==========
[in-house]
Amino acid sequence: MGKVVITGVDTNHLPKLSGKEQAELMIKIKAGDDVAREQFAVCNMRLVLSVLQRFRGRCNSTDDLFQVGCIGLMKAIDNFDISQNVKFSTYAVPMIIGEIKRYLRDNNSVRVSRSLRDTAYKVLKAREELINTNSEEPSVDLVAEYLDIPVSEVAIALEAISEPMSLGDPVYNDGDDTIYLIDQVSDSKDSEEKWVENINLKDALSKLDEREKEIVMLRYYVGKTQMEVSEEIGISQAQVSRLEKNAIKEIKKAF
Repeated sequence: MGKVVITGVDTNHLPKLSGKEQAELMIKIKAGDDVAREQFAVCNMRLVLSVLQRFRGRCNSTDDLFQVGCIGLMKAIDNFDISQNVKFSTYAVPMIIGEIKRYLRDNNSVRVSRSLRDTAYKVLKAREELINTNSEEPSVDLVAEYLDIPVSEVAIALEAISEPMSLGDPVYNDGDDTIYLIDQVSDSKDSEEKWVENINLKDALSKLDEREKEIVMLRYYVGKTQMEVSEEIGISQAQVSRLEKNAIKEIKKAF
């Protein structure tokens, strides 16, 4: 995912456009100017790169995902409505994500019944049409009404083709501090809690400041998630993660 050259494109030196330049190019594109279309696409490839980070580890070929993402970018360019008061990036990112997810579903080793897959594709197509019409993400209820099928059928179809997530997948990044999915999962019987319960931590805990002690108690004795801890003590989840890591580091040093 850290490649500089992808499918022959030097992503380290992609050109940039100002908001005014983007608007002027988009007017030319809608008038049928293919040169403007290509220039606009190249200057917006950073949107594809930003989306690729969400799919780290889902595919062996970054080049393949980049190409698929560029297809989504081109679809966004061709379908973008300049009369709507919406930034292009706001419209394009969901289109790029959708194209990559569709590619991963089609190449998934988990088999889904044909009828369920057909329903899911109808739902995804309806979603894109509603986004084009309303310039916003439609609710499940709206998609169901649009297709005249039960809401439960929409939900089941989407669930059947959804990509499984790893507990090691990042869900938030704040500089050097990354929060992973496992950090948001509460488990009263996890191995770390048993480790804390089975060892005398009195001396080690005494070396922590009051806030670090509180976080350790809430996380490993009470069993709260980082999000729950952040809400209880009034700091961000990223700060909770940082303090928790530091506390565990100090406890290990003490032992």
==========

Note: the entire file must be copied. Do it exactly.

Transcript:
[in-house]
Amino acid sequence: MGKVVITGVDTNHLPKLSGKEQAELMIKIKAGDDVAREQFAVCNMRLVLSVLQRFRGRCNSTDDLFQVGCIGLMKAIDNFDISQNVKFSTYAVPMIIGEIKRYLRDNNSVRVSRSLRDTAYKVLKAREELINTNSEEPSVDLVAEYLDIPVSEVAIALEAISEPMSLGDPVYNDGDDTIYLIDQVSDSKDSEEKWVENINLKDALSKLDEREKEIVMLRYYVGKTQMEVSEEIGISQAQVSRLEKNAIKEIKKAF
Repeated sequence: MGKVVITGVDTNHLPKLSGKEQAELMIKIKAGDDVAREQFAVCNMRLVLSVLQRFRGRCNSTDDLFQVGCIGLMKAIDNFDISQNVKFSTYAVPMIIGEIKRYLRDNNSVRVSRSLRDTAYKVLKAREELINTNSEEPSVDLVAEYLDIPVSEVAIALEAISEPMSLGDPVYNDGDDTIYLIDQVSDSKDSEEKWVENINLKDALSKLDEREKEIVMLRYYVGKTQMEVSEEIGISQAQVSRLEKNAIKEIKKAF
């Protein structure tokens, strides 16, 4: 995912456009100017790169995902409505994500019944049409009404083709501090809690400041998630993660 050259494109030196330049190019594109279309696409490839980070580890070929993402970018360019008061990036990112997810579903080793897959594709197509019409993400209820099928059928179809997530997948990044999915999962019987319960931590805990002690108690004795801890003590989840890591580091040093 850290490649500089992808499918022959030097992503380290992609050109940039100002908001005014983007608007002027988009007017030319809608008038049928293919040169403007290509220039606009190249200057917006950073949107594809930003989306690729969400799919780290889902595919062996970054080049393949980049190409698929560029297809989504081109679809966004061709379908973008300049009369709507919406930034292009706001419209394009969901289109790029959708194209990559569709590619991963089609190449998934988990088999889904044909009828369920057909329903899911109808739902995804309806979603894109509603986004084009309303310039916003439609609710499940709206998609169901649009297709005249039960809401439960929409939900089941989407669930059947959804990509499984790893507990090691990042869900938030704040500089050097990354929060992973496992950090948001509460488990009263996890191995770390048993480790804390089975060892005398009195001396080690005494070396922590009051806030670090509180976080350790809430996380490993009470069993709260980082999000729950952040809400209880009034700091961000990223700060909770940082303090928790530091506390565990100090406890290990003490032992």